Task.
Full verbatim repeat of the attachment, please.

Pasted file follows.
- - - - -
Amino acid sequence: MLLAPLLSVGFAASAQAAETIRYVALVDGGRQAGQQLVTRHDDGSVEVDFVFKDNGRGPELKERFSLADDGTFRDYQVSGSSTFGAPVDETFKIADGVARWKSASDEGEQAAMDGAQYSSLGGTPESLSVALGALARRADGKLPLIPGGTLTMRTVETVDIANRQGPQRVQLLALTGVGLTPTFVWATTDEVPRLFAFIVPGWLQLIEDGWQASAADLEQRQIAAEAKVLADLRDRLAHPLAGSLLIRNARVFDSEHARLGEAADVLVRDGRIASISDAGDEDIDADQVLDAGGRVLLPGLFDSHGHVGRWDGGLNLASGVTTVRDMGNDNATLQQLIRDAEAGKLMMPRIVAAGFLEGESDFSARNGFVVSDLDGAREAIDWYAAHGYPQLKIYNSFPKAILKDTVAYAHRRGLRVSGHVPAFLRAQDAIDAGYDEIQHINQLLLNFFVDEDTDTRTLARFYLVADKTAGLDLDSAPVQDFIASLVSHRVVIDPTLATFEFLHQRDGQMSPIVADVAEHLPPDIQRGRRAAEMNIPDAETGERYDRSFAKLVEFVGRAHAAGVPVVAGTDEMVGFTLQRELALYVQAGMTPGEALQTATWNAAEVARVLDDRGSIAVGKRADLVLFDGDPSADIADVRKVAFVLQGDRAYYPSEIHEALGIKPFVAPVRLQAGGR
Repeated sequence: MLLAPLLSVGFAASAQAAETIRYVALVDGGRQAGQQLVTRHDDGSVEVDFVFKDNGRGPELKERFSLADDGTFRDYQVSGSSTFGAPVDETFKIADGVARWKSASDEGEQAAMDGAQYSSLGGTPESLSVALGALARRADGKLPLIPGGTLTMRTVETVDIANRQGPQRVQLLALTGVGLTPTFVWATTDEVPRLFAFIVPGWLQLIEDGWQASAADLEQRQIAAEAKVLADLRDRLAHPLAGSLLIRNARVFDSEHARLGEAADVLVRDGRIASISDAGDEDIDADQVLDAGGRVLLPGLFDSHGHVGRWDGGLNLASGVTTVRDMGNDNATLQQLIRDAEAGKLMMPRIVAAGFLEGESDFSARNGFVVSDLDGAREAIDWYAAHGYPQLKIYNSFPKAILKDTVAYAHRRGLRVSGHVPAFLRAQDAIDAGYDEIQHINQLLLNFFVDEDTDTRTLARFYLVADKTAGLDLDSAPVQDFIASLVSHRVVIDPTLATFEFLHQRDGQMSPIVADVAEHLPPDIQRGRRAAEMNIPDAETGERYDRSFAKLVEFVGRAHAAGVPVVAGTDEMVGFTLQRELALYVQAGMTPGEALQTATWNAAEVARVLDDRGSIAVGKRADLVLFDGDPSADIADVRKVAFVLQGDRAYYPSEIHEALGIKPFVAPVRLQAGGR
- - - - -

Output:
Amino acid sequence: MLLAPLLSVGFAASAQAAETIRYVALVDGGRQAGQQLVTRHDDGSVEVDFVFKDNGRGPELKERFSLADDGTFRDYQVSGSSTFGAPVDETFKIADGVARWKSASDEGEQAAMDGAQYSSLGGTPESLSVALGALARRADGKLPLIPGGTLTMRTVETVDIANRQGPQRVQLLALTGVGLTPTFVWATTDEVPRLFAFIVPGWLQLIEDGWQASAADLEQRQIAAEAKVLADLRDRLAHPLAGSLLIRNARVFDSEHARLGEAADVLVRDGRIASISDAGDEDIDADQVLDAGGRVLLPGLFDSHGHVGRWDGGLNLASGVTTVRDMGNDNATLQQLIRDAEAGKLMMPRIVAAGFLEGESDFSARNGFVVSDLDGAREAIDWYAAHGYPQLKIYNSFPKAILKDTVAYAHRRGLRVSGHVPAFLRAQDAIDAGYDEIQHINQLLLNFFVDEDTDTRTLARFYLVADKTAGLDLDSAPVQDFIASLVSHRVVIDPTLATFEFLHQRDGQMSPIVADVAEHLPPDIQRGRRAAEMNIPDAETGERYDRSFAKLVEFVGRAHAAGVPVVAGTDEMVGFTLQRELALYVQAGMTPGEALQTATWNAAEVARVLDDRGSIAVGKRADLVLFDGDPSADIADVRKVAFVLQGDRAYYPSEIHEALGIKPFVAPVRLQAGGR
Repeated sequence: MLLAPLLSVGFAASAQAAETIRYVALVDGGRQAGQQLVTRHDDGSVEVDFVFKDNGRGPELKERFSLADDGTFRDYQVSGSSTFGAPVDETFKIADGVARWKSASDEGEQAAMDGAQYSSLGGTPESLSVALGALARRADGKLPLIPGGTLTMRTVETVDIANRQGPQRVQLLALTGVGLTPTFVWATTDEVPRLFAFIVPGWLQLIEDGWQASAADLEQRQIAAEAKVLADLRDRLAHPLAGSLLIRNARVFDSEHARLGEAADVLVRDGRIASISDAGDEDIDADQVLDAGGRVLLPGLFDSHGHVGRWDGGLNLASGVTTVRDMGNDNATLQQLIRDAEAGKLMMPRIVAAGFLEGESDFSARNGFVVSDLDGAREAIDWYAAHGYPQLKIYNSFPKAILKDTVAYAHRRGLRVSGHVPAFLRAQDAIDAGYDEIQHINQLLLNFFVDEDTDTRTLARFYLVADKTAGLDLDSAPVQDFIASLVSHRVVIDPTLATFEFLHQRDGQMSPIVADVAEHLPPDIQRGRRAAEMNIPDAETGERYDRSFAKLVEFVGRAHAAGVPVVAGTDEMVGFTLQRELALYVQAGMTPGEALQTATWNAAEVARVLDDRGSIAVGKRADLVLFDGDPSADIADVRKVAFVLQGDRAYYPSEIHEALGIKPFVAPVRLQAGGR